Luke Wilhite was born into soybean cyst nematode (SCN) management.
By the time he entered the world in 1991, his father, Pete, had recently identified and gone to battle with an invisible enemy lurking under their soybean fields in central Iowa.
“He had struggled growing decent soybeans for years,” Wilhite recalled. “He was only getting 20 to 30 bushels per acre and couldn’t understand why.” Then, in 1989, his father tried a new AgriPro soybean variety that boasted a newfangled weapon: PI 88788, the first available genetic source of SCN resistance.
PI 88788 expressed a group of genes that greatly reduced the reproduction of SCN: the small, parasitic roundworms that attack soybean roots and rob nutrients.
“It was a complete game changer,” Wilhite said. “From there, it immediately doubled our yields.”
Fast-forward 30 years, and PI 88788 is an old industry workhorse, staggering under the load of SCN populations that have grown accustomed to it. Scientists in 10 states report the majority of SCN populations there can reproduce on PI 88788 soybean roots at least moderately well. The only other commercially available source of resistance, Peking, is still effective, but those soybean varieties are in short supply on the market.
“Every year, we see greater and greater reproduction on PI 88788,” said Iowa State University nematologist Greg Tylka. “And, under the right environmental conditions, we see greater and greater yield loss.”
That’s why, like his father before him, Wilhite jumped at the chance to try a new type of genetic SCN resistance this summer. Known as PI 89772, this type of resistance is available only in two Syngenta varieties this year, Golden Harvest GH 2329X and NK S23-G5X.
It is the first unique source of genetic resistance to SCN to be commercialized by a major seed company in 25 years, Tylka noted. But, perhaps not for long.
This summer, BASF received the go-ahead from the EPA to start using a novel form of SCN resistance: a Bt soybean trait that provides moderate suppression of the pest. BASF hopes to bring the trait, known as GMB151, to market in the latter half of the decade.
“These are really the first two new things to come down the pike for SCN resistance in decades, so it’s pretty important,” Tylka said.
NEW SCN WEAPON
Syngenta’s PI 89772 varieties were only planted on a limited number of fields this past summer, but a larger rollout is planned in 2021, the company said. For now, the trait is embedded in the Xtend Roundup Ready 2 genetic platform, but the company is working to make alternate SCN sources like Peking and PI 89772 available in both Enlist E3 and XtendFlex soybeans in the years to come, said Travis Kriegshauser, strategic marketing manager for soybeans for Syngenta.
The 2020 season gave the new PI 89772 varieties a robust challenge, said Jeff Anderson, a Syngenta seed adviser and farmer from the central-Iowa county of Hamilton. His state experienced an unusually dry summer, which stresses plants and can favor increased nematode reproduction.
“We dug into a pilot trial with 24 soybean varieties, and every single one was just loaded with cysts, even the PI 88788 varieties,” Anderson said. “Then, we started digging on the (PI 89722) variety, and there were very little cysts on the roots. It was very clearly working.”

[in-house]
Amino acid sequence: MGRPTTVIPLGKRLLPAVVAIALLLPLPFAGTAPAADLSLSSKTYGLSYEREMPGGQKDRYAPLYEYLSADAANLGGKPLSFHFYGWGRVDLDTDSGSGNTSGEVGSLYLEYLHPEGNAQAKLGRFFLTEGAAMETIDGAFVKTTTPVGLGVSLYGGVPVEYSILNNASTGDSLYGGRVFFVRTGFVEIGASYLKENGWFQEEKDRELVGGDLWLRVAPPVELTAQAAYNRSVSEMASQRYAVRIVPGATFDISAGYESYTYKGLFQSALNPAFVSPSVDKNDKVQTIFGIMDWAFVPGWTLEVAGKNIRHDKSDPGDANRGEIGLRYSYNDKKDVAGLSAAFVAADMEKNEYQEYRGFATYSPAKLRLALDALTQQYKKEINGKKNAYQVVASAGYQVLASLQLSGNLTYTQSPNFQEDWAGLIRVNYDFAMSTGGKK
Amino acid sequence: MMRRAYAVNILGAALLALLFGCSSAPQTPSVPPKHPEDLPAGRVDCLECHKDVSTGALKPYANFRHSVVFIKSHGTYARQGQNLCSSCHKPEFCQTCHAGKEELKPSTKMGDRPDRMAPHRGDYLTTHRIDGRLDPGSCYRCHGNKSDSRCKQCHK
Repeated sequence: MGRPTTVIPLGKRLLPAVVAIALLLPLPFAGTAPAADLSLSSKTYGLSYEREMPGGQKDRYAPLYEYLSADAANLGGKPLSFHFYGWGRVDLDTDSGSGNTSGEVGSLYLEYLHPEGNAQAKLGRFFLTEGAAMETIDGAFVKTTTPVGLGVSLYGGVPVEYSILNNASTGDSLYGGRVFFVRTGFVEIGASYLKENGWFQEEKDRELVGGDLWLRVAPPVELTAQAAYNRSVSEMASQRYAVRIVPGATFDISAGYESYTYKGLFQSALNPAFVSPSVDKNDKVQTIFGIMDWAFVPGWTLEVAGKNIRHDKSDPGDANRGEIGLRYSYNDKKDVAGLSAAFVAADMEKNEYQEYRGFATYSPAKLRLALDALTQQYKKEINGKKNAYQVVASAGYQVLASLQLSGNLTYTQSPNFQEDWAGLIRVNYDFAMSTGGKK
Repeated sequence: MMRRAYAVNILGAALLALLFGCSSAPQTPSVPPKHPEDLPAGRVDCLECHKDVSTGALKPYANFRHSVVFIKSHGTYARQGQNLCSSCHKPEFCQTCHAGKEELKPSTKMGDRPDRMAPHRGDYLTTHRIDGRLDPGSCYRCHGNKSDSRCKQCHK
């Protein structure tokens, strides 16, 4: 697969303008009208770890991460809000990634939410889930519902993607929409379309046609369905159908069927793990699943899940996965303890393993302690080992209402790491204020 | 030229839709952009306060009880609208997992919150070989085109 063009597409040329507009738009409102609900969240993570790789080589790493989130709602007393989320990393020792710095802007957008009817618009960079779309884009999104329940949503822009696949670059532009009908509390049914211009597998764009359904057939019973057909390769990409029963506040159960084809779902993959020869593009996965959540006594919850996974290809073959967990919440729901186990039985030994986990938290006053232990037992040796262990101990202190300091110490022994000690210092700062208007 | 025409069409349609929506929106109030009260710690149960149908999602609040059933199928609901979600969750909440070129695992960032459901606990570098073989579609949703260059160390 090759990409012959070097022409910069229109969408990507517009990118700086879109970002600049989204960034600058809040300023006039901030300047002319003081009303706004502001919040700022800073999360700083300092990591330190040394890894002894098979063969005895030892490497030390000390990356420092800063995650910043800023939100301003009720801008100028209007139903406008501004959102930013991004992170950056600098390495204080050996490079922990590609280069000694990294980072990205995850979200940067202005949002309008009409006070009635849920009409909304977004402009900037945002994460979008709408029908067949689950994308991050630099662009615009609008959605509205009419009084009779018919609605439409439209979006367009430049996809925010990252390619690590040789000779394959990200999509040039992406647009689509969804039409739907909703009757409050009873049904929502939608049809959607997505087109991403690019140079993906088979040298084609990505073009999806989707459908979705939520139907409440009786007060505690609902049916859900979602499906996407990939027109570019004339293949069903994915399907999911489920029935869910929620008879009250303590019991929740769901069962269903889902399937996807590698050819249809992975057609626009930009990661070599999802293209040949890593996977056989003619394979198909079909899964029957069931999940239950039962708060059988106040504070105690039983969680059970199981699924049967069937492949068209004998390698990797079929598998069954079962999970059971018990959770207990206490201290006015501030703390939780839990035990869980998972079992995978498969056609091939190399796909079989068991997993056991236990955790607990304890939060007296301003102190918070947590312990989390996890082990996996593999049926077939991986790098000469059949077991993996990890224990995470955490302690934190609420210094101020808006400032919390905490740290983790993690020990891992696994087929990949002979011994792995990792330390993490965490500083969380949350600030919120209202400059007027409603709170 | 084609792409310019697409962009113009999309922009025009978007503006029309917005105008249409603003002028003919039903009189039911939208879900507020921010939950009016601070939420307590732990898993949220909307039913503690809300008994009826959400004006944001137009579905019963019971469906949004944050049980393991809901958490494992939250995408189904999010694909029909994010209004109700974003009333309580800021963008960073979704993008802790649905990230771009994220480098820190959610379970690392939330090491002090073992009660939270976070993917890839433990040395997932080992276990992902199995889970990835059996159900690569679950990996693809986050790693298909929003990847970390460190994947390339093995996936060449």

But, for how long? That worries Anderson.
“Mother Nature has a funny way of wanting to survive,” he said. “Just like with our Bt traits, if you don’t switch them out with other modes of action, they have a tendency to stop working as well.”
That concern keeps Tylka up at night, too. He has spent most of his career urging growers to seek out and grow alternate, non-PI 88788 SCN-resistant varieties, such as Peking or now Syngenta’s new PI 89772.
Now, he wants to pivot and remind them that they must still rotate with PI 88788 periodically if they want to avoid SCN resistance building up on the new types of resistance.
“Stewardship is more important than ever,” he said.
Both Wilhite and Anderson also use seed treatments marketed for SCN management. There are a dozen such products on the market from seven different companies.
A NEW KIND OF BT
Although it remains several years from the field, BASF’s GMB151 soybean would be doubly unique, as both the first Bt trait to target nematodes and the first Bt soybean to be commercialized in the U.S.
It contains a Bt protein, Cry14Ab-1, which damages the gut of soybean cyst nematodes that ingest it.
“BASF intends to breed the GMB151 SCN trait into soybean varieties already possessing native resistance traits, such as PI 88788 or Peking, to further bolster the overall nematode-management plans for soybean growers,” BASF spokesperson Odessa Hines said.
That strategy may also help preserve yields, Tylka added.
“In this case, where at least one of the modes of action — PI 88788 — has already lost some of its effectiveness, it makes a lot of sense from a yield-protection standpoint,” he said.
BASF won’t be required to submit a resistance-management plan for GMB151 until it gets a full commercial registration from the EPA. As with the Syngenta varieties, future stewardship will be key, Tylka explained.
“Our experience with Bt corn teaches us that this type of technology is not immune to being overcome by pest populations, so we need to be cautious with how we use it,” he continued. “We would be foolish to think Bt resistance alone would be the cure for SCN.”
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Emily Unglesbee can be reached at Emily.email@example.com
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